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News Resources - North America, Europe, and Asia:
  • Congress Preparing to Work with Trump to Squeeze Iran - Josh Rogin
    Republicans in Congress are preparing to work with the incoming Trump administration on a number of foreign policy and national security issues. Sen. Lindsey Graham (R-S.C.) told me, "There are several issues that I can work with the new president on, the Iran deal being number one. Trump has been right about the Iran deal, it needs to be renegotiated. I'm going to create leverage for him."
        Graham said he and Senate Armed Services Committee Chairman John McCain (R-Ariz.) will reintroduce the Iran Ballistic Missile Sanctions Act, which would expand the non-nuclear-related sanctions on Iran to include entire sectors of the Iranian economy that aid in Iran's ballistic missile program.
        Even if the Trump administration keeps the Iran deal in place, the Obama administration's effort to encourage Iran toward better behavior through positive engagement is now over and the U.S. is going back to a policy of pressure, said Mark Dubowitz, executive director of the Foundation for Defense of Democracies. (Washington Post)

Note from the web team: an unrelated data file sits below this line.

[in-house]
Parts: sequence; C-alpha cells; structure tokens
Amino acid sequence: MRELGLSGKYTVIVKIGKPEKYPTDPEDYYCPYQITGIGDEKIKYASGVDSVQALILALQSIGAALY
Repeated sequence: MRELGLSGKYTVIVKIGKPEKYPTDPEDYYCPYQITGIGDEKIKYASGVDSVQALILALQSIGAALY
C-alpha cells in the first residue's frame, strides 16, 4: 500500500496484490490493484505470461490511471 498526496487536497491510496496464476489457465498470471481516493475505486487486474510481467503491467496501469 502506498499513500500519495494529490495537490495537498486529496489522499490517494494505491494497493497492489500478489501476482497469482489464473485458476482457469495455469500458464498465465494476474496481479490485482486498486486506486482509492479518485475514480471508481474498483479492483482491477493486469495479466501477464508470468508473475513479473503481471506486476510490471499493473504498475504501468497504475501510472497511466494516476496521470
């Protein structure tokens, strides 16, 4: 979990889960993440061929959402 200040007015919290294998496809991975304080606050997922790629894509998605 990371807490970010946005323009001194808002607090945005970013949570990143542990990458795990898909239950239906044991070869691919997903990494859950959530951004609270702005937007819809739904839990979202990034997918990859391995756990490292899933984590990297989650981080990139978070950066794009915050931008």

• Iran Exporting Missile Technology to Israel's Enemies - Adil Alsalmi
    Two days after Iran's chief of staff revealed a production line of Iranian missiles in Aleppo, Hussein Sheikh al-Islam - advisor to Iranian Foreign Minister Mohammad Javad Zarif - said, "manufacturing and producing Iranian missiles is not limited to Syria. It includes areas surrounding Israel." He added that Iran has trained and disseminated the technology of missile production in that region, in reference to southern Lebanon and Gaza.
        Recently, an agency belonging to the Revolutionary Guard confirmed that Houthis in Yemen used Iranian-made missiles. In June, the secretary general of Hizbullah confirmed that his troops obtained weapons, including missiles, and money directly from Iran. (Asharq Al-Awsat-UK)
  • Europe Struggles to Harden Security in Wake of Attacks - Matthew Dalton
    Shortly after the terror attacks in Paris a year ago, European leaders pledged to close a legal loophole that militants could exploit to pass through border crossings without security checks. A year later, negotiators in Brussels are still quarreling over how to change the law, which forbids border guards from conducting systematic security checks on European citizens.
        Faced with repeated attacks by Islamic State and its sympathizers, the EU is struggling to find decisive fixes for its myriad security vulnerabilities. Efforts have been hamstrung by the bloc's complex decision-making procedures, privacy concerns and a cumbersome counterterrorism apparatus that relies on coordination between the region's 28 governments. U.S. officials have been especially worried because most Europeans can travel to the U.S. without a visa. (Wall Street Journal)
News Resources - Israel and the Mideast:
  • Trump: Israeli-Palestinian Peace Must Be Negotiated, Not Imposed - Boaz Bismuth